Table of Contents

Prefacep. xvii
I Hazards of Modern Living
Sleepwalking with the Alligatorsp. 3
The Great Suburban Oil Spillp. 5
The Truth Fairyp. 8
The Beauty Contest Fightp. 10
The Morning Afterp. 12
Bad Stuff in the Workplacep. 15
A Slap in the Facep. 17
Guns Don't Rob People. Rocks Rob Peoplep. 19
II HPF (The Human Perversity Factor)
Don't Rush Me!p. 23
Pleasing the Pollastersp. 26
Employee Moralep. 28
Politicians and Psychopathsp. 30
Communicating Through the Pressp. 32
The Human Perversity Factorp. 34
The Brain in Spainp. 36
The Lightning Strike Victims Conventionp. 38
The Game of Golf Ballp. 40
Boringp. 43
Slackersp. 45
The Dave Factorp. 47
III Law and Order
Lawyers' Rice Bowlp. 53
Mountains Out of Molehillsp. 55
The Right to Snorep. 57
Too Much Enthusiasmp. 59
The Sleeping Pedestrianp. 61
When I Was One and Sixtyp. 63
A Word of Warningp. 65
The Canine Kleptomaniacp. 67
Fugitive Welfare Rightsp. 69
Happy Dayp. 71
You Know What I Mean?p. 73
IV Lab Results
The End of Science?p. 77
Sysnyntenoctadecanoamidep. 79
Tickle Factorp. 82
Warmer Thursday, Cooler Saturdayp. 84
Good Snow-Bad Snowp. 87
Whatever Turns You Onp. 90
Project Woodpeckerp. 93
A New Kind of Penp. 95
Progress?p. 97
Armored Car Doorsp. 99
The National Pothole Systemp. 102
The Mouse That Roaredp. 104
Strange-Looking Objectsp. 107
V Osgood's Health Tips
Osgood Health Tip #1 Artificial Flavoringsp. 111
Discovering the Obviousp. 113
Miraculous Disease Prevention Procedure Discoveredp. 115
Osgood Health Tip #2 Cholesterolp. 117
Disorder of the Month--BDDp. 119
Osgood Health Tip #3 Laughterp. 122
Times, Days and Seasons to Avoidp. 125
A Real Stress Testp. 127
Osgood Health Tip #4 Sugarp. 129
Cutting Us Some Slackp. 132
Shoppingp. 134
Osgood Health Tip #5 Don't Lick Golf Ballsp. 136
VI Crime and Punishment
Smooth Operatorsp. 141
Canterbury Talep. 143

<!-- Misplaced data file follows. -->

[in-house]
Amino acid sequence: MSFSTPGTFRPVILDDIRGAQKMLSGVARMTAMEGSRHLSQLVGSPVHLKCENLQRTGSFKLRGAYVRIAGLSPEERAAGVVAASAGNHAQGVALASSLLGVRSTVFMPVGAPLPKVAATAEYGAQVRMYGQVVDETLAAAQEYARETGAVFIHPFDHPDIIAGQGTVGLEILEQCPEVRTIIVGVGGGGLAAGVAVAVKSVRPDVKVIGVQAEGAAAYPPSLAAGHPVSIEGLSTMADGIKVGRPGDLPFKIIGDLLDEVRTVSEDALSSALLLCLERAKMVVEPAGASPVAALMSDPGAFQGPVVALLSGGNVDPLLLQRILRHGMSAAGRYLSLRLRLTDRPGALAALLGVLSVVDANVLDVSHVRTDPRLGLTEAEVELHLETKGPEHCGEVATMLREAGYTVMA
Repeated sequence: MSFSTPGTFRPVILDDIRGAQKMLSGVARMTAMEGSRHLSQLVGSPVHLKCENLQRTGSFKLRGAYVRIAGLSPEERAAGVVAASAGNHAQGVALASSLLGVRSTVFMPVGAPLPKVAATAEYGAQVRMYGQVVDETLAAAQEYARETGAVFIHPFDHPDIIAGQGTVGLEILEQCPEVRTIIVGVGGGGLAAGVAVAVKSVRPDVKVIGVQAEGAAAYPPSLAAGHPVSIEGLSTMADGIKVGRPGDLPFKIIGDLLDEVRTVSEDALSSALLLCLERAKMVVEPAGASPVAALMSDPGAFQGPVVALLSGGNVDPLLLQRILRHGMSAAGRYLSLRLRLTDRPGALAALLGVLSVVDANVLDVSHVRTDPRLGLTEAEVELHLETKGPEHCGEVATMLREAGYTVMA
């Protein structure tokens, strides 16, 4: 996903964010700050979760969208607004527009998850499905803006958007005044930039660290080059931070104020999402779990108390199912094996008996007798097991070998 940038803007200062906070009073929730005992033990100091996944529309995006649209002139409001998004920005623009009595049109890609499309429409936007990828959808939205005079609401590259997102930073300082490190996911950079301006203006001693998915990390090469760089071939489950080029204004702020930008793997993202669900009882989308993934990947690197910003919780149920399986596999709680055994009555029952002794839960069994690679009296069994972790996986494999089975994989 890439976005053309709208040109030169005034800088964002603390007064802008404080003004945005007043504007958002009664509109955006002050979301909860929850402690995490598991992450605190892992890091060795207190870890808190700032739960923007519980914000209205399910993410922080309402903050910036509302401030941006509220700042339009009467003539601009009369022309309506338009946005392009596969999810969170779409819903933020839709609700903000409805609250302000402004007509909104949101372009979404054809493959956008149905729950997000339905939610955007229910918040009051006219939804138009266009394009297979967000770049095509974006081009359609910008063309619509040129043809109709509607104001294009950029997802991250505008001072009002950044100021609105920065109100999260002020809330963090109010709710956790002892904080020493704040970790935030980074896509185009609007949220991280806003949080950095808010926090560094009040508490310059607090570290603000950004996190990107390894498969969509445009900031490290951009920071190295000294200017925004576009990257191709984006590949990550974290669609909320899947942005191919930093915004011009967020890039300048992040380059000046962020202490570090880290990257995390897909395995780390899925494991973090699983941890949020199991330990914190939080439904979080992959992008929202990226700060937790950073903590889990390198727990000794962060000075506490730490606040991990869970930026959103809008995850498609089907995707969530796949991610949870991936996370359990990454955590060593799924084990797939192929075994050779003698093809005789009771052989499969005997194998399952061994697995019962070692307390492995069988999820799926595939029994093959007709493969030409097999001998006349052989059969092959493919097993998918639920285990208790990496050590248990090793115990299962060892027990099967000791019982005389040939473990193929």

The Negotiatorp. 145
Always an Explanationp. 147
Two Men Shoot One Bulletp. 149
Bank Robbery 101p. 151
Catch No Thievesp. 153
The Writer's Cramp Punishmentp. 155
A Lesson Learnedp. 158
Stone Walls Do Not a Prison Makep. 160
Tools of Escapep. 162
The Hair Bargainp. 165
The Slammerp. 168
A Patient's Right to Be Ignoredp. 170
Bad Daysp. 173
VII Current Affairs
The Style Policep. 177
Schools vs. Prisonsp. 179
Save the Childrenp. 181
"True Facts"p. 183
When Is a Hate Crime Not a Hate Crime?p. 186
Niggardlyp. 188
The Swarthmore Solutionp. 190
Negative Campaigningp. 193
The Ecuadoran Transition Process: February 1997p. 195
Job Openingp. 197
In Harm's Wayp. 199
The Enemyp. 201
VIII Money Draws Flies
Freeloading Un-Americansp. 205
How the Company Could Con Edisonp. 207
Winning and Losingp. 209
Location, Location, Locationp. 212
Atlantic City ATM Machine Pays Offp. 214
The Price of Farcep. 216
Be Preparedp. 218
Guentherp. 221
Your Tax Dollars at Work: Rat Departmentp. 223
Defense Mergersp. 225
Modernizing the Modernization Programp. 227
IX Inspiration
Mama Bairp. 231
Tapsp. 233
Doing the Right Thingp. 235
Big Mama's Birthdayp. 238
Alvin Saltzman's Purple Heartp. 240
Will Wonders Never Ceasep. 242
The Fake Who Was the Real Thingp. 246
Secrets of Longevityp. 249